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My splinting/stabilising technique has been developed after many years of experience. Using a 25G blue needle to splint the implant hardly injures any deeper tissues or structures in the arm, whether the arm in question is thin or large. The method is hardly different from introducing a needle for venesection. Blind introduction is a common practice in surgical techniques such as epidural, spinal, and so on, and the needles are much larger than what I used.
If not stabilised even the superficial implant has a tendency to slip sideways or deeper. Superficial implants can be stabilised after local anaesthesia if required. The longer needles such as amniocentesis/spinal needles tried by Dr Shefras are not easy to hold and splint the implant. I have not seen the Steritex® V-Air vent needle and so I am unable to comment on that particular needle.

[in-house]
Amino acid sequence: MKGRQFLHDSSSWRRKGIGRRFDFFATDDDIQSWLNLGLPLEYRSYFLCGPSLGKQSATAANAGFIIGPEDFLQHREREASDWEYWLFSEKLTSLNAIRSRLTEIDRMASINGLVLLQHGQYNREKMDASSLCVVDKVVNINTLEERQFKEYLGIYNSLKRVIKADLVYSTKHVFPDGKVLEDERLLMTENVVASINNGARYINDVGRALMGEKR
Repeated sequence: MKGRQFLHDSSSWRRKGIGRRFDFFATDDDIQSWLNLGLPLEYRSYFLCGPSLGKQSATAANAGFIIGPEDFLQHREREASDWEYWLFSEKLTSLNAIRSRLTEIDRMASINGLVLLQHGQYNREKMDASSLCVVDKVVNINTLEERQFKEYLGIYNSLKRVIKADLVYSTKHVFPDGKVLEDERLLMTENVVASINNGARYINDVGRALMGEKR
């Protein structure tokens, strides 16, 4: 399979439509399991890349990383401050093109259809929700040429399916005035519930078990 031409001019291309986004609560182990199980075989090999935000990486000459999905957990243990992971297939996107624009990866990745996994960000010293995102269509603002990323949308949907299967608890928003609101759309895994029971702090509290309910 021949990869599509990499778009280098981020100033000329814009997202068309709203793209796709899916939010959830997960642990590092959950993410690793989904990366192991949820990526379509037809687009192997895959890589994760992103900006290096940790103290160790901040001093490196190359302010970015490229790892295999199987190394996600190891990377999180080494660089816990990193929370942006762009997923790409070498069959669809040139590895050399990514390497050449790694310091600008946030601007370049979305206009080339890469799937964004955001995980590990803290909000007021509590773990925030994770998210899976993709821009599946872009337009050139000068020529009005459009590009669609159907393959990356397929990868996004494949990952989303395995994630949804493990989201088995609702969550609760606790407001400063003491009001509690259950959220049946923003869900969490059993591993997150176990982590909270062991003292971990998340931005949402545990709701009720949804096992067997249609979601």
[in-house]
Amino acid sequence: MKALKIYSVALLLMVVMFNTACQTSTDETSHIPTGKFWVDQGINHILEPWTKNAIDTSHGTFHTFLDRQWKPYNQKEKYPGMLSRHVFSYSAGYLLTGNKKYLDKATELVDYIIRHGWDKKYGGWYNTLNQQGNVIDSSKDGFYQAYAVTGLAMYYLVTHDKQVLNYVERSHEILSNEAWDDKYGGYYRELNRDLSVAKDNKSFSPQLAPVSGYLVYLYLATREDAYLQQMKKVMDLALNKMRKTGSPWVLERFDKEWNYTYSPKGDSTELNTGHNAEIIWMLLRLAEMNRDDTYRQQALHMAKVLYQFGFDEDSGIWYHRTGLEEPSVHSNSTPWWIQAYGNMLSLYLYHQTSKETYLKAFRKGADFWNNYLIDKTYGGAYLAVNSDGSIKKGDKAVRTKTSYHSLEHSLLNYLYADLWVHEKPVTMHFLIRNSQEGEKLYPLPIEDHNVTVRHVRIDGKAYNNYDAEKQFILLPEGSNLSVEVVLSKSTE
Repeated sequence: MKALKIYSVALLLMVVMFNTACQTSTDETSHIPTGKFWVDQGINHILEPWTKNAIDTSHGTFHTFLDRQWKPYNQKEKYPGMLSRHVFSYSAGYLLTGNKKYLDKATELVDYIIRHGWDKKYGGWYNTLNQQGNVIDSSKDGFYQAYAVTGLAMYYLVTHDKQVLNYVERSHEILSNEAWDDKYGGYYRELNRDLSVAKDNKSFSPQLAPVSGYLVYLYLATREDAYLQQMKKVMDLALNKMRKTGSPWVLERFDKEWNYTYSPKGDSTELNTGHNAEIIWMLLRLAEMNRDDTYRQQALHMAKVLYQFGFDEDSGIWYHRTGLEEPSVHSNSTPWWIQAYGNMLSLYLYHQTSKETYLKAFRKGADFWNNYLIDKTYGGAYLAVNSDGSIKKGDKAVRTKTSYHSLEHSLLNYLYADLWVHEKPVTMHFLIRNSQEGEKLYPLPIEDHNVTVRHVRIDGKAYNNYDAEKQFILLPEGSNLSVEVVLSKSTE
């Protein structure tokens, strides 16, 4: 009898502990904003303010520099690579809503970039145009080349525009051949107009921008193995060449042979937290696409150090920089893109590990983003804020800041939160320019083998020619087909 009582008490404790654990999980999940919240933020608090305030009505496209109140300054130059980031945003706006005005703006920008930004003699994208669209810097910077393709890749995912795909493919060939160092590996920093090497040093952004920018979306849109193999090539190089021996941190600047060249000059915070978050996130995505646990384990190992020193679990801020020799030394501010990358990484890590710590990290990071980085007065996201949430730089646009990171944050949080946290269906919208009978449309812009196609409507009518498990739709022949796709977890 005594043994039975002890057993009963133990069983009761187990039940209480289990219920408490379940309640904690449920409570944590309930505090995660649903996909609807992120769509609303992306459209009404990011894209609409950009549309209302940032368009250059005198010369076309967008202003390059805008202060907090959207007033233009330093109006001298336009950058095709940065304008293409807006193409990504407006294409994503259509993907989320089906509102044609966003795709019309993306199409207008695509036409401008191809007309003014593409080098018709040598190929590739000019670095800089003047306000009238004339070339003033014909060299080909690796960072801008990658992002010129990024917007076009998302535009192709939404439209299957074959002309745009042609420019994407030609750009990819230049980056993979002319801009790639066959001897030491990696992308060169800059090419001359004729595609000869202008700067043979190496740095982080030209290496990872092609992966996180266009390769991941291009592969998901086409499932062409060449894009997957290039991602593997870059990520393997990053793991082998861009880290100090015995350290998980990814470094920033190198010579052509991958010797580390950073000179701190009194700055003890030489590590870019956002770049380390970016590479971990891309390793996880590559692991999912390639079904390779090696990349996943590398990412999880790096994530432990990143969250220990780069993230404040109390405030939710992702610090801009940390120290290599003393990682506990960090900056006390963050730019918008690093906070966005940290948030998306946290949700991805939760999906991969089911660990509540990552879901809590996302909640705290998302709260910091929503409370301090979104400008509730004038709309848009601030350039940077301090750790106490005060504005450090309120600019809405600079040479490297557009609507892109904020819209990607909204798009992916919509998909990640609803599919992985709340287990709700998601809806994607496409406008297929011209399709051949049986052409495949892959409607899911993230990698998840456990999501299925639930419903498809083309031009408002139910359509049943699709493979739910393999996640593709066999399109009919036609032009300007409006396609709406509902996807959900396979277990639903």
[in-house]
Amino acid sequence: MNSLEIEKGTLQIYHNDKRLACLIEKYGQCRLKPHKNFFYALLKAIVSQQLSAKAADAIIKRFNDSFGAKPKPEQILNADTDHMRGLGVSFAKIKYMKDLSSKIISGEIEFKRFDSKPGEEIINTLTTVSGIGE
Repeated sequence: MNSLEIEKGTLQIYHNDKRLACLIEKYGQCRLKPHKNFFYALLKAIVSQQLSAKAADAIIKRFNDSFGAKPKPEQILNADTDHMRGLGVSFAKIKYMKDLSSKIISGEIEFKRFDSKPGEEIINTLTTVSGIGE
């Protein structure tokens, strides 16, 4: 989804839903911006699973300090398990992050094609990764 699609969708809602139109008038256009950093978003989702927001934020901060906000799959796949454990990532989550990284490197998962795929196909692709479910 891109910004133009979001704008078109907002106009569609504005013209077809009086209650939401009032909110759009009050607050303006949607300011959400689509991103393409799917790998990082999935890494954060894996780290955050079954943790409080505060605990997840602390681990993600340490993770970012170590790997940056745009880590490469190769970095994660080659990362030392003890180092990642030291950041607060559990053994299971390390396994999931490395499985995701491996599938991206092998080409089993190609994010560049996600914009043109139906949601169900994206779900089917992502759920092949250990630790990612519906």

If one is looking for an inexpensive and easy method then this is one to practise. I agree with Dr Shefras’ suggestion that bringing together different experiences and methods, complete with success rates and complications, will improve practice and training for the future.
Competing interests None.
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